I can't figure out what Jong wants. She insists that we parents are too tired to be out in the streets protesting. Apparently what we need to do is to what she did which was hire a nanny so we could tour the world promoting our books which are filled with lovely feminist ideals. Okay then. Let's see. Find a job that will allow me time to write. Why a job? Because writing is NOT going to pay my rent, food, electricity, daycare. Next find a publisher who is going to give me huge advances and promote my book by sending me all the world. Well that's EASY. Okay so maybe she doesn't want to me to aim so big. Instead I need to find a job where I can work against the man. But those jobs don't usually pay well, and I need a fairly well paying job so I can afford daycare. Boy am I screwed. I'll never get to grow up to a good protester.

See that's the big problem here. Jong refuses to acknowledge her own privilege and in doing so does nothing to question the status quo. She bemoans that we don't have villages to help us raise our children but does not suggest that we tear down the corporations that turn us into money making machines. She does not proposal a radical shift in society where we value women and the work they do. She does not offer a visionary world (as our founding feminist MOTHERS did) where men are equal partners in child rearing and housework. She does not outline a plan where we help women and children with health care, food, childcare, etc.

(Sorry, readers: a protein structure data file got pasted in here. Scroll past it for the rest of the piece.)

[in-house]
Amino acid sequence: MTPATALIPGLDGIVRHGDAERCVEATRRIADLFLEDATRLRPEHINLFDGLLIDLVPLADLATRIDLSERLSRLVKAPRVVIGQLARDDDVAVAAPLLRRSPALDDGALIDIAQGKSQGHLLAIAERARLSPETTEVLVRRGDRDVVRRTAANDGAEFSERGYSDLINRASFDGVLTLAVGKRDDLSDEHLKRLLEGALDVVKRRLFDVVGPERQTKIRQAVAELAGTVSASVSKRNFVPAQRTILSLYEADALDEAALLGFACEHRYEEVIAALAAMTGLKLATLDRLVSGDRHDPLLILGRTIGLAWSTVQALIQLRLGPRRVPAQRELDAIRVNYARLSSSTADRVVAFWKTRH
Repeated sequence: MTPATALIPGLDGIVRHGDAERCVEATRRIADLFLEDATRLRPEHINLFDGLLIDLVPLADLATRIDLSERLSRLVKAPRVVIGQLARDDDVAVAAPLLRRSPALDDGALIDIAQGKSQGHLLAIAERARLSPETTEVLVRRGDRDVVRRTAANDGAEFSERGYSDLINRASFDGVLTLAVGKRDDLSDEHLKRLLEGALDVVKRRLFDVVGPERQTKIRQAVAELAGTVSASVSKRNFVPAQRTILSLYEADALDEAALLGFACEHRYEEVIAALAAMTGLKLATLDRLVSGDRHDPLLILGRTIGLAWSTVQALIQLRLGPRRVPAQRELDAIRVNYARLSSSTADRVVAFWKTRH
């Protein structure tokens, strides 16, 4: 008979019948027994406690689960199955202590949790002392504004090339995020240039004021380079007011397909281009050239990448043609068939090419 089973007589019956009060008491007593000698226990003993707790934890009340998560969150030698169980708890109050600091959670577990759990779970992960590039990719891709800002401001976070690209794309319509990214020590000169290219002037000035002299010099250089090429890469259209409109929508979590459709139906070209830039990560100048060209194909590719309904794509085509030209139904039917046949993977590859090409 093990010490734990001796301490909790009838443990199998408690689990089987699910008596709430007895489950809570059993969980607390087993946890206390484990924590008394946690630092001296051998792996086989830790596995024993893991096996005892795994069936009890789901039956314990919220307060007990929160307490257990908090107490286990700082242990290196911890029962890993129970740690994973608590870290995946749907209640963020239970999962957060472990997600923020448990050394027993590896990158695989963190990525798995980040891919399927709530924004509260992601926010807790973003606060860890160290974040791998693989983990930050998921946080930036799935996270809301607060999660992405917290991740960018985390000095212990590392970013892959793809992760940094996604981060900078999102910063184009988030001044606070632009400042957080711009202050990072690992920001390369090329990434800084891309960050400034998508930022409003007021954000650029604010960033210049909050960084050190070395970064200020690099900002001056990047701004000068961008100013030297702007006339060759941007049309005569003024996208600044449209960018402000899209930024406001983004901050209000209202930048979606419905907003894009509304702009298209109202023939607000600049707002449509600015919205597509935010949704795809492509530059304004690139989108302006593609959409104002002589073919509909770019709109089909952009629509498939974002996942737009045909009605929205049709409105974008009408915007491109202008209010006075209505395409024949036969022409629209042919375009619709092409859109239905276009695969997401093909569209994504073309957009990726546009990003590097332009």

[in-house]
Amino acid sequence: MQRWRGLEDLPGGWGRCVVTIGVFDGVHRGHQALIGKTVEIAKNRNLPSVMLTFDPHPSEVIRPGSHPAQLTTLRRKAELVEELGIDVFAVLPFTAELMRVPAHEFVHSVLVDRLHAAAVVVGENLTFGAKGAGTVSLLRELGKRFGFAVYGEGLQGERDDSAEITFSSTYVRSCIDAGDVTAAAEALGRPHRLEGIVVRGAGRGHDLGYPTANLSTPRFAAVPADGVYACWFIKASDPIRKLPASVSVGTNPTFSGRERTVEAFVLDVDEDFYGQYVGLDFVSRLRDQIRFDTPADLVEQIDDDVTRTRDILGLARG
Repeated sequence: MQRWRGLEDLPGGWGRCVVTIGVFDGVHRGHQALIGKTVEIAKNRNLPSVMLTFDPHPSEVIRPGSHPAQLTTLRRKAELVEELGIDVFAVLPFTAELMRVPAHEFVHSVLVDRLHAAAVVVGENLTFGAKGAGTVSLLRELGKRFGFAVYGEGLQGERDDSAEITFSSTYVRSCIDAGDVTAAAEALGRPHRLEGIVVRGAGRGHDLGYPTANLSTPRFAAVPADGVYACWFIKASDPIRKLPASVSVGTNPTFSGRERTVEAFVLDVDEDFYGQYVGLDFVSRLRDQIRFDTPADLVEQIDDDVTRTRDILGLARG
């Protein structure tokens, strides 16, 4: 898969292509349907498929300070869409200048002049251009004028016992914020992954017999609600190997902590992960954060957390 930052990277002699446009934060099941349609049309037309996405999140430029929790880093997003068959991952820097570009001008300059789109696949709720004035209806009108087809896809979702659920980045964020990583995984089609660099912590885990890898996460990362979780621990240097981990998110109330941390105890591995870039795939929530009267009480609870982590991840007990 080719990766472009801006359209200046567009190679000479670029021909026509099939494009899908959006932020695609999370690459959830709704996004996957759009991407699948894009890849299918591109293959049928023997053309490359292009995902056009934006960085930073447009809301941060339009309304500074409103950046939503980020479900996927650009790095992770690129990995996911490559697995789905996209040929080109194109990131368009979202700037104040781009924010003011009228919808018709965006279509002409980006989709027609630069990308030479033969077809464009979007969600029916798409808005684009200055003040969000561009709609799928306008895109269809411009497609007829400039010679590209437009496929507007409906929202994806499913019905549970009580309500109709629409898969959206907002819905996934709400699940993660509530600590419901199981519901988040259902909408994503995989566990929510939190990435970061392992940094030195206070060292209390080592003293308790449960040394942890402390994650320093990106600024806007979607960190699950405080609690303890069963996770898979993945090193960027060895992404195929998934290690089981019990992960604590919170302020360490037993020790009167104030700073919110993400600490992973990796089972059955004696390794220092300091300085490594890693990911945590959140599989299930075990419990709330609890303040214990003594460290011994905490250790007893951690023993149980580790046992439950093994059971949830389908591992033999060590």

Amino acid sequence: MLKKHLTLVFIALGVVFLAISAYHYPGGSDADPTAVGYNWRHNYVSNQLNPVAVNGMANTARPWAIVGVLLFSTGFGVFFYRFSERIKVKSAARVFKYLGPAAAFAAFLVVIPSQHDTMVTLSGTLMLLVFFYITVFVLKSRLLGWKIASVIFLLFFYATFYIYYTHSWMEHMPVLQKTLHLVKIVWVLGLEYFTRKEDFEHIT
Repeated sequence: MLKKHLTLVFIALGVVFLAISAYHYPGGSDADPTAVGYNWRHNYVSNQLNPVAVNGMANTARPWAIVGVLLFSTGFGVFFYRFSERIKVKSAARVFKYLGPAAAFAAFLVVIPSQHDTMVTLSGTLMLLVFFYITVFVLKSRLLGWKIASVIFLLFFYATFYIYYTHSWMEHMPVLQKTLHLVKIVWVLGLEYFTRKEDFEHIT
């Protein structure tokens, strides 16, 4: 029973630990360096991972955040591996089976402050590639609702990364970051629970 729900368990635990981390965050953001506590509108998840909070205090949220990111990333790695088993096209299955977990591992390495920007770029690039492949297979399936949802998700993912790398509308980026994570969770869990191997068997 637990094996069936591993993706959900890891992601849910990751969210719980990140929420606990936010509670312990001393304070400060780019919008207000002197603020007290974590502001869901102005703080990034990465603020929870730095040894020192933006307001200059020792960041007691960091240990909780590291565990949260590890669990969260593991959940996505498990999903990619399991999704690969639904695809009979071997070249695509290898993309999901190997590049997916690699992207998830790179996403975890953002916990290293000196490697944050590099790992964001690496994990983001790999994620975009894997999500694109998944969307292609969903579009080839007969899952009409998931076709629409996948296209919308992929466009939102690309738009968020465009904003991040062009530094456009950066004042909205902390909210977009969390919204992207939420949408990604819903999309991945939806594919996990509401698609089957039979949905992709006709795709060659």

Jong does not take the time to question why it's okay for formula companies to pimp their wares to poor women. She does not question why she hates fast food but is okay with formula (which is processed). I am not slamming mothers who need formula but I am slamming companies who actively try to sell their wares to vulnerable new mothers who are scared that their babies are not gaining weight. The bottom line is that the lifestyle she promotes sells as much as attachment parenting doest. They are both lifestyle niches that capitalism gets its hands on and promotes through exploitation and fear. But there are other paths, and she missed the opportunity to explore these trails.

4 comments:

Greywillow said...

Great rebuttal Ginger. So true!

Erica said...

"if you attachment parent that you have somehow given up on being a feminist or having any care for women's rights."

Exactly! Being a feminist doesn't mean that you can't be a AP parent.

In fact, since I am an AP parent and I want to breastfeed my baby, I can fight for my right for the "corporate culture" to make room for breastfeeding on the job.

She misses the point completely about what AP is.

Aimee said...

Ginger, you are amazing, and I can tell you right now, I will happily purchase and read anything you write. You are spot-on, lady!

Ginger As in Green Tea... said...

Thanks you great women you:) I wrote this with all of you and more in mind. There are so many of us out there who do AP with feminist values.